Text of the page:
Of course, word your motivations in a way that doesn’t alert your line manager!

By sharing your motivations, passions and future career aspirations, a recruiter can get a better understanding around what might be attractive to you in a move. In some cases, they may also overlook your experience if you’re missing 1 or 2 technologies from their stack, as long as they know you have the ambition or passion to learn.

Why should you optimise your LinkedIn profile?

By sharing more about your position, stack, team and skills, your profile will be pushed to the top of searches that recruiters are undertaking on LinkedIn on a daily basis.

Sure, you might be approached more than 10 times a week and more LinkedIn messages from recruiters probably isn’t what you want, but that one recruiter who analyses your profile correctly and approaches you for a really different but relevant role in a new industry you’ve been dying to get into, might just land you that job and secure a lucrative pay rise in the process!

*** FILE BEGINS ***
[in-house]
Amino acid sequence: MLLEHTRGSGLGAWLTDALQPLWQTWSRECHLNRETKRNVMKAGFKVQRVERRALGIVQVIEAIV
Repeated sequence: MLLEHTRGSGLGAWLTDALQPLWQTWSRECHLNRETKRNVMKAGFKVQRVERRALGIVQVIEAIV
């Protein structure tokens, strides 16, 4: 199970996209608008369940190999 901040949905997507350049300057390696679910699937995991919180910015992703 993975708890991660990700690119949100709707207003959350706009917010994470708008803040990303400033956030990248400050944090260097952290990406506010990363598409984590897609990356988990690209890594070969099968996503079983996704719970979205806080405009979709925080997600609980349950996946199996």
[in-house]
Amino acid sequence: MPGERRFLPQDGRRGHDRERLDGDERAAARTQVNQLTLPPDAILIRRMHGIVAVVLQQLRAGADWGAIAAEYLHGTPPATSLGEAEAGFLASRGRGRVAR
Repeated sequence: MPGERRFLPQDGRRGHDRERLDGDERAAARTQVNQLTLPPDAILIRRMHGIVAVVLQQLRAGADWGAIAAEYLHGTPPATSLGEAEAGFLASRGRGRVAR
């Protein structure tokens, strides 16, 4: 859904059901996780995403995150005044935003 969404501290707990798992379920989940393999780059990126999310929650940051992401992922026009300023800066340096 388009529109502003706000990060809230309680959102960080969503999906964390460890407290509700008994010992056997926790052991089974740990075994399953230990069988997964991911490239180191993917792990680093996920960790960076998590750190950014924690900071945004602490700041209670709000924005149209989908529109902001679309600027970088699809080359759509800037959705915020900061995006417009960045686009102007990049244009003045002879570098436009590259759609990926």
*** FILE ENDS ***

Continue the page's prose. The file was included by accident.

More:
Less experienced recruiters will also be able to use the information from your profile to breakdown your stack and will be able to ask more relevant questions throughout an introductory or screening interview which should create a more efficient but pleasant recruitment experience.

Do you need help optimising your LinkedIn profile or are you looking for a new opportunity?

I specialise in recruiting software engineers across all industries in Singapore and the wider Asia markets. If you’re looking for advice on your LinkedIn profile, or if you’re looking for a new role, please feel free to get in touch with me for a confidential chat by connecting with me on LinkedIn.

If you’re a client looking for exceptional engineers, please connect with me on LinkedIn or email me at cameron@vocay.io and it would be great to discuss your needs.

The technology stack shared in examples in this article are for illustrative purposes only and are by no means representations of the real technology stacks used.